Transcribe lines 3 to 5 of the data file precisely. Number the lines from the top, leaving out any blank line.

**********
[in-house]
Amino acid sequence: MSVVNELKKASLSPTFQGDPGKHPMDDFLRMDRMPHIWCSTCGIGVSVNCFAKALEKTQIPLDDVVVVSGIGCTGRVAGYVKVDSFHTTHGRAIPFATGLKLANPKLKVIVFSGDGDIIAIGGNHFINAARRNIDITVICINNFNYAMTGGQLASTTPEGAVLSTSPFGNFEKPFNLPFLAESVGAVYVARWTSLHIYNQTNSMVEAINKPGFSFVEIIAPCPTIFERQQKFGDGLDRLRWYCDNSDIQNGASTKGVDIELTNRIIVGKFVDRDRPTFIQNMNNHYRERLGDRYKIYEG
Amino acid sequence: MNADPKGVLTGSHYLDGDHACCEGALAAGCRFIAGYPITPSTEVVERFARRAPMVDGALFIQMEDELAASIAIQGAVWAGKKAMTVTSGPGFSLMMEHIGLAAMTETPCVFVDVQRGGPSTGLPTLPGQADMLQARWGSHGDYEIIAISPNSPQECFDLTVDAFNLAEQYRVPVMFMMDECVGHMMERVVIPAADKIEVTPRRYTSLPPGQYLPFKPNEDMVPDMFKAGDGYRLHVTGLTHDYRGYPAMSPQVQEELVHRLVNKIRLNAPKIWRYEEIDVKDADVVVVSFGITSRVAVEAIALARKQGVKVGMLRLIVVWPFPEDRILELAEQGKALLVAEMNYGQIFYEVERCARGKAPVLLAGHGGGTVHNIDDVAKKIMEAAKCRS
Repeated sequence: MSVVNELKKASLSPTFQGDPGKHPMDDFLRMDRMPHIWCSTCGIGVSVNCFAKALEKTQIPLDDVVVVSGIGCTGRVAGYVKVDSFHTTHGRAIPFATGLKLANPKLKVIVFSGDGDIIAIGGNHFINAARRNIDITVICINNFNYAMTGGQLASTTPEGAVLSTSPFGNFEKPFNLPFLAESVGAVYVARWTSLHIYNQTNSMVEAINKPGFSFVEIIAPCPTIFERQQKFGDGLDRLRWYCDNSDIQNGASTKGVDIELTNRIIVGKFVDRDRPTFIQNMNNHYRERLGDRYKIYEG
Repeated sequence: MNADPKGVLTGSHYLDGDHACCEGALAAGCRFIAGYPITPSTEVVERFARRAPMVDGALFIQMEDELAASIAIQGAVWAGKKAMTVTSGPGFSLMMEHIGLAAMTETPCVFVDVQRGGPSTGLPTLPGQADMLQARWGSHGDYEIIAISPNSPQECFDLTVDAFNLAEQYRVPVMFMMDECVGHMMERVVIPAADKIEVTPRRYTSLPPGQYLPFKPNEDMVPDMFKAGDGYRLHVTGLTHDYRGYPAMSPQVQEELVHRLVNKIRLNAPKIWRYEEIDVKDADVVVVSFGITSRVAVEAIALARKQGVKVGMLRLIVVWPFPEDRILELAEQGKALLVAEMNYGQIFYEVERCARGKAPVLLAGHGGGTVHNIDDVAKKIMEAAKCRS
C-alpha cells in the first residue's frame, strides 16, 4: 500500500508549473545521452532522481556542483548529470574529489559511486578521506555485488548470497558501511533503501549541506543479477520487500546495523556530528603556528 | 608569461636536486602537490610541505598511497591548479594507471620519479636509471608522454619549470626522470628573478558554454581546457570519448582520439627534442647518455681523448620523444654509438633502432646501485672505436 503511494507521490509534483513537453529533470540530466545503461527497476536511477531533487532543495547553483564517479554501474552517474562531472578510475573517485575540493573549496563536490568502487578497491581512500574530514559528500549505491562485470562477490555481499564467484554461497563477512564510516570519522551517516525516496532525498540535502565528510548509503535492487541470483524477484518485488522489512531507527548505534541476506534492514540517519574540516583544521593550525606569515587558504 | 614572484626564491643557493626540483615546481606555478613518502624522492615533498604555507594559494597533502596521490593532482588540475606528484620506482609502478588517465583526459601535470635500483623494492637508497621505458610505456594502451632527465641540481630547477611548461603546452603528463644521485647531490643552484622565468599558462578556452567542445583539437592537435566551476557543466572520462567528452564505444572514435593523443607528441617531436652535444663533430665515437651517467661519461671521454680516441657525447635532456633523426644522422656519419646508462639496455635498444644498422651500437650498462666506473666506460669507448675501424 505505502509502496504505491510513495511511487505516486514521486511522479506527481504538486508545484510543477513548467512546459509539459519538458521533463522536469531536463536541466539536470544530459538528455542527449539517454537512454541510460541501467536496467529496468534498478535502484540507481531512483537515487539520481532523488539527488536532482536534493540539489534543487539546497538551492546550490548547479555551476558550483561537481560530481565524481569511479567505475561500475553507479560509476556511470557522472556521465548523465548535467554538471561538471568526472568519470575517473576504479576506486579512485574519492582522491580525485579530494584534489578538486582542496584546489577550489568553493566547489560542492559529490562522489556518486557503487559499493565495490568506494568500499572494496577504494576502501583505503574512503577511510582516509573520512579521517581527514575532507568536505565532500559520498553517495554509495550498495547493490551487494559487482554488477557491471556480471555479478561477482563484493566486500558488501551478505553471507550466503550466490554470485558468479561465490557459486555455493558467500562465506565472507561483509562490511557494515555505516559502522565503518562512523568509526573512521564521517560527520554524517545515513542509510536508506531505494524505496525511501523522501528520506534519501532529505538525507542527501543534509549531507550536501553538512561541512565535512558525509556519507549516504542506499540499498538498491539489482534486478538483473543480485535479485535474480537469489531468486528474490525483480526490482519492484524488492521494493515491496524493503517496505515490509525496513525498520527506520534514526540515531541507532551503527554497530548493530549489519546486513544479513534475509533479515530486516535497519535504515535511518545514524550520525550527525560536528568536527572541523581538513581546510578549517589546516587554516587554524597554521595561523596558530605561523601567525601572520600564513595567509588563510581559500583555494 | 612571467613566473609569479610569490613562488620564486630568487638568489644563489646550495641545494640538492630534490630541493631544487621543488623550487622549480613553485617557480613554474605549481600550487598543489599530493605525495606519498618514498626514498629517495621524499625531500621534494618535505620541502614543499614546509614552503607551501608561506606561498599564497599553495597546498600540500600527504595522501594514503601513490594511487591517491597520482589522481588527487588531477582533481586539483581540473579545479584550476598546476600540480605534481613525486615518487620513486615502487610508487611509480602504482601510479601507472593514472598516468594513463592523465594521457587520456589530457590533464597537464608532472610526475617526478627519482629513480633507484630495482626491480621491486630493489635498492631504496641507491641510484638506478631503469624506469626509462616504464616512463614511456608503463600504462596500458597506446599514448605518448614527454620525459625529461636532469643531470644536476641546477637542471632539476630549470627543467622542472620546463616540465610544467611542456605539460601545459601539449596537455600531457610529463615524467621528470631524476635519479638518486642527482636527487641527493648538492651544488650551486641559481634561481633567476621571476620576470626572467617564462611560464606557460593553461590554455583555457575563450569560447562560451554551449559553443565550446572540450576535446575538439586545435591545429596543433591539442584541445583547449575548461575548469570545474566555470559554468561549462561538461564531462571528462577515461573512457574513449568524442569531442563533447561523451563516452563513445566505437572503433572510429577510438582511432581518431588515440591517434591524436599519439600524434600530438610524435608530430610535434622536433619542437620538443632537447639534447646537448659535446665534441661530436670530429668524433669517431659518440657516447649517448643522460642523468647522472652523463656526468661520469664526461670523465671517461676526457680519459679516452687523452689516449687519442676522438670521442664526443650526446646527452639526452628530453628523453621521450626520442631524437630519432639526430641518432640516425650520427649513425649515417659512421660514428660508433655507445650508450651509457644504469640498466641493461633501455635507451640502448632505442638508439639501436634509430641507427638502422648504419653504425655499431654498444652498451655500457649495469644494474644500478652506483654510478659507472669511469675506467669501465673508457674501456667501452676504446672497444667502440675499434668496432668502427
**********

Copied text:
Amino acid sequence: MNADPKGVLTGSHYLDGDHACCEGALAAGCRFIAGYPITPSTEVVERFARRAPMVDGALFIQMEDELAASIAIQGAVWAGKKAMTVTSGPGFSLMMEHIGLAAMTETPCVFVDVQRGGPSTGLPTLPGQADMLQARWGSHGDYEIIAISPNSPQECFDLTVDAFNLAEQYRVPVMFMMDECVGHMMERVVIPAADKIEVTPRRYTSLPPGQYLPFKPNEDMVPDMFKAGDGYRLHVTGLTHDYRGYPAMSPQVQEELVHRLVNKIRLNAPKIWRYEEIDVKDADVVVVSFGITSRVAVEAIALARKQGVKVGMLRLIVVWPFPEDRILELAEQGKALLVAEMNYGQIFYEVERCARGKAPVLLAGHGGGTVHNIDDVAKKIMEAAKCRS
Repeated sequence: MSVVNELKKASLSPTFQGDPGKHPMDDFLRMDRMPHIWCSTCGIGVSVNCFAKALEKTQIPLDDVVVVSGIGCTGRVAGYVKVDSFHTTHGRAIPFATGLKLANPKLKVIVFSGDGDIIAIGGNHFINAARRNIDITVICINNFNYAMTGGQLASTTPEGAVLSTSPFGNFEKPFNLPFLAESVGAVYVARWTSLHIYNQTNSMVEAINKPGFSFVEIIAPCPTIFERQQKFGDGLDRLRWYCDNSDIQNGASTKGVDIELTNRIIVGKFVDRDRPTFIQNMNNHYRERLGDRYKIYEG
Repeated sequence: MNADPKGVLTGSHYLDGDHACCEGALAAGCRFIAGYPITPSTEVVERFARRAPMVDGALFIQMEDELAASIAIQGAVWAGKKAMTVTSGPGFSLMMEHIGLAAMTETPCVFVDVQRGGPSTGLPTLPGQADMLQARWGSHGDYEIIAISPNSPQECFDLTVDAFNLAEQYRVPVMFMMDECVGHMMERVVIPAADKIEVTPRRYTSLPPGQYLPFKPNEDMVPDMFKAGDGYRLHVTGLTHDYRGYPAMSPQVQEELVHRLVNKIRLNAPKIWRYEEIDVKDADVVVVSFGITSRVAVEAIALARKQGVKVGMLRLIVVWPFPEDRILELAEQGKALLVAEMNYGQIFYEVERCARGKAPVLLAGHGGGTVHNIDDVAKKIMEAAKCRS